Notice of Temporary Suspension of Dogs Entering the United States from Countries Classified as High Risk for Dog Rabies
CDC’s temporary suspension for dogs imported from high-risk countries for rabies has been extended through July 31, 2023. All current requirements will remain in place.
Beginning March 1, 2023, all foreign-vaccinated dogs entering the United States from rabies high-risk countries must have a valid CDC Rabies Vaccination and Microchip Record [PDF - 1 page]. CDC will NOT accept foreign-issued pet passports or any other certificates for foreign rabies vaccinations.
Starting February 1, 2023, the temporary suspension for dogs entering the United States from high-risk countries for dog rabies has been extended. This includes dogs arriving from countries without high risk of rabies if the dogs have been in a high-risk country in the past 6 months. New documentation will go into effect on March 1, 2023.
- Dogs vaccinated against rabies in the United States by a US-licensed veterinarian may re-enter the United States from a high-risk country without a CDC Dog Import Permit if the dog:
- Expired US-issued rabies vaccination certificates will not be accepted. If the US-issued rabies vaccination certificate has expired, the dog must get a booster dose outside the United States and meet requirements for foreign-vaccinated dogs (see below).
- Foreign-vaccinated dogs coming from high-risk countries are now required to use the CDC Rabies Vaccination and Microchip Record [PDF – 1 page] as proof of rabies vaccination. Use of this record is also encouraged for US-vaccinated dogs, though not required. Dogs entering the United States from high-risk countries are still required to meet all requirements of the temporary suspension (see www.cdc.gov/dogtravel).
- Three or more dogs coming from high-risk countries must arrive at specific ports of entry with a prior reservation at a CDC-approved animal care facility. All dogs must have a valid CDC Rabies Vaccination and Microchip Record [PDF – 1 page] and adequate rabies serologic titer or they will be required to complete a 28-day quarantine at the US animal care facility. This option is also available to importers of 1-2 dogs who do not have a CDC Dog Import Permit.
Please view the extension in the Federal Register
About the Notice
On January 24, 2023, the Centers for Disease Control and Prevention (CDC) in the Department of Health and Human Services (HHS) published the “Notice of Extension of Temporary Suspension of Dogs Entering the United States from Countries with a High Risk of Rabies” in the Federal Register. Through this notice, CDC is informing the public that, effective February 1, 2023, it is extending the temporary suspension of the importation of dogs from:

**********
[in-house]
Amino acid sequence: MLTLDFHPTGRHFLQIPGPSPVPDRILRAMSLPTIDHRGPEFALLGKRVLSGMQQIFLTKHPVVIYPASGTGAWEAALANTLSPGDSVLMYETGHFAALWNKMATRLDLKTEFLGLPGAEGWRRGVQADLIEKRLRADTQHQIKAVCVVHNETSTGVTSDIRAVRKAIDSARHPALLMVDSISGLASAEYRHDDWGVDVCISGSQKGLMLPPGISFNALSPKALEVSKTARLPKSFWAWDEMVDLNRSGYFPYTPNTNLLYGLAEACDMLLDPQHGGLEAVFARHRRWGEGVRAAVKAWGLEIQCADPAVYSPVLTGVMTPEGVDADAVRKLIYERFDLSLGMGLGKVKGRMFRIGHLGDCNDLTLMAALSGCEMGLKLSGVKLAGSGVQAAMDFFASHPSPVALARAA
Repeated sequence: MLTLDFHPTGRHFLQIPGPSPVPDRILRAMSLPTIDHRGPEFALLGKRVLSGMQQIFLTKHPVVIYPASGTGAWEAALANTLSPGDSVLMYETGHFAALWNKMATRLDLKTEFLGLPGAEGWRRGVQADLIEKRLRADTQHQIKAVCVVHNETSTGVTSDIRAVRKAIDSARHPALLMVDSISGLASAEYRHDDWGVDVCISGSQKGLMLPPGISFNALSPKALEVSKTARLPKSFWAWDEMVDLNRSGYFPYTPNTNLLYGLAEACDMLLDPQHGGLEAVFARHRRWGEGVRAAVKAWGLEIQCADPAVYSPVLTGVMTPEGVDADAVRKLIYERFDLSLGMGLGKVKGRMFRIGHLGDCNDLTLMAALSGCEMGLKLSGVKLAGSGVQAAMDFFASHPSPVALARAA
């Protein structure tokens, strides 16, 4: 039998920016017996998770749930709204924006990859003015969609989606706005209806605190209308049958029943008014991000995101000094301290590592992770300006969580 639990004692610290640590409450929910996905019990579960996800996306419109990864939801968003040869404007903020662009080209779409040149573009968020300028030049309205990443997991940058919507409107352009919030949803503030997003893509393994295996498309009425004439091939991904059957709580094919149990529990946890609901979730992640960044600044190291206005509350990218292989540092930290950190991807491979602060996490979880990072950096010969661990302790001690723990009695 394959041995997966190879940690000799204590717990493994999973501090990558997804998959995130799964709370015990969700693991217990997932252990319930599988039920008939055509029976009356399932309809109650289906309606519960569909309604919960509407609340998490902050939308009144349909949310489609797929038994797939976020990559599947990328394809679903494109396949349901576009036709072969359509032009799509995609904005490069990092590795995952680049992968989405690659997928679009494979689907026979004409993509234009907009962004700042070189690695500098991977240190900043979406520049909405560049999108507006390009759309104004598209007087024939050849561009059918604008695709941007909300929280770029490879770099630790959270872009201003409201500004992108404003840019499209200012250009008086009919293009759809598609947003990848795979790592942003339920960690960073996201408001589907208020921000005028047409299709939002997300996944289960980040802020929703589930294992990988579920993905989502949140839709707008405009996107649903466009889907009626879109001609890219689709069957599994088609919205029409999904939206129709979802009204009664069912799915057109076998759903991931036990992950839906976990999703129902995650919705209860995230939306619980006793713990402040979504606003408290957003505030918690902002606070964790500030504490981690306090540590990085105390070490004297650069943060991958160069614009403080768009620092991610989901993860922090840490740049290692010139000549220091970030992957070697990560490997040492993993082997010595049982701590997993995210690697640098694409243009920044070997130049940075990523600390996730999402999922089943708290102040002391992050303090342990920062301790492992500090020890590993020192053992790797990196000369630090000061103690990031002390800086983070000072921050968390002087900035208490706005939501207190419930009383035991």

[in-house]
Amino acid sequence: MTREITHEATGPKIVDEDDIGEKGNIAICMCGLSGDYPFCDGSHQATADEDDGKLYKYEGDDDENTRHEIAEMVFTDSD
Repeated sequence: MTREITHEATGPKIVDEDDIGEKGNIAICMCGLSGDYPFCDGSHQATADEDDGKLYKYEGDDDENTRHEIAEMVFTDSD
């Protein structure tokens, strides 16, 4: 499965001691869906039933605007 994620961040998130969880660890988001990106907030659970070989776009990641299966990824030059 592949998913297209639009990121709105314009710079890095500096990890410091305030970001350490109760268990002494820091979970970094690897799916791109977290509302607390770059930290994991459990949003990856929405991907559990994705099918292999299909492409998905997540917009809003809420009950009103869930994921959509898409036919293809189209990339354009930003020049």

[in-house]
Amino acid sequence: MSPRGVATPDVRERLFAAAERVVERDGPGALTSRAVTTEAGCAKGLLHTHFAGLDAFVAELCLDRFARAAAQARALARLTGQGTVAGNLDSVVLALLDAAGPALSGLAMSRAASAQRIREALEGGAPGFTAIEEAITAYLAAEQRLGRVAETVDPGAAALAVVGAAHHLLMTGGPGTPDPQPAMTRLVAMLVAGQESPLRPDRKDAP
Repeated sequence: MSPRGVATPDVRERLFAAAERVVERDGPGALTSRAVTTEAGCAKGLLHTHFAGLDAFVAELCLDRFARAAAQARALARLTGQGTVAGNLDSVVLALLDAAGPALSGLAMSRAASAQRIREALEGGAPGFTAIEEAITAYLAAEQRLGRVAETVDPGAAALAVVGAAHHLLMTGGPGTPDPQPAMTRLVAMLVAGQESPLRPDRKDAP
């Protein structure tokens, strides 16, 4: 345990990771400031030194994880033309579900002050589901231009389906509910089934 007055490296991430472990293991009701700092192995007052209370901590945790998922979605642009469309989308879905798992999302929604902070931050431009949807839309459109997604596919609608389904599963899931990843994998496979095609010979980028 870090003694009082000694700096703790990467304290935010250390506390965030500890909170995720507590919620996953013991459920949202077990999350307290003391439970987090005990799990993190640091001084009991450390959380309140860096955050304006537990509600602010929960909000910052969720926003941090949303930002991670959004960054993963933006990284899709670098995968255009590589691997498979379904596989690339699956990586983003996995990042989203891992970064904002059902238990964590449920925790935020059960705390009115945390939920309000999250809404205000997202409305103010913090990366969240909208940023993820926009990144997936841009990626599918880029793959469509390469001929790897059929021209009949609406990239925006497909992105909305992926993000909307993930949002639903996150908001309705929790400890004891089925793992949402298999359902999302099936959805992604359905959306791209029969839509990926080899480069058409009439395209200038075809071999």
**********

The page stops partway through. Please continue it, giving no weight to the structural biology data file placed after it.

- countries classified by CDC as high risk for dog rabies; AND
- countries that are NOT at high risk if the dogs have been in high-risk countries during the previous 6 months.
This temporary action is necessary to ensure the health and safety of dogs imported into the United States and to protect the public’s health against the reintroduction of canine rabies virus variant (dog rabies) into the United States.
Dogs from high-risk countries may be imported only with CDC’s advance written approval (CDC Dog Import Permit), a reservation at a CDC-approved animal care facility, or a US-issued rabies vaccination certificate. This includes dogs imported from a country NOT at high risk if the dogs have been in a high-risk country during the previous 6 months. CDC Dog Import Permit approvals may be granted for up to two foreign-vaccinated dogs per applicant during the temporary suspension. If your request for a CDC Dog Import Permit is denied, CDC’s written denial will constitute final agency action. No appeals will be allowed.
To request advance written approval, you must follow the instructions at How to Apply for a CDC Dog Import Permit at least 40 business days (8 weeks) before you intend for your dog to enter the United States. Requests cannot be made at the port of entry upon the dog’s arrival into the United States.
Dogs that arrive from high-risk countries without a valid US-issued rabies vaccination certificate, a CDC Dog Import Permit, or a reservation at a CDC-approved animal care facility will be denied entry and returned to the country of departure at the importer’s expense.
Before bringing a dog to the United States, importers should continue to check other federal regulations as well as rabies vaccination requirements of state and local governments at the dogs’ final destination.
Please view the FRN as a PDF file. For questions about this notice or CDC’s import regulations, contact CDC-INFO.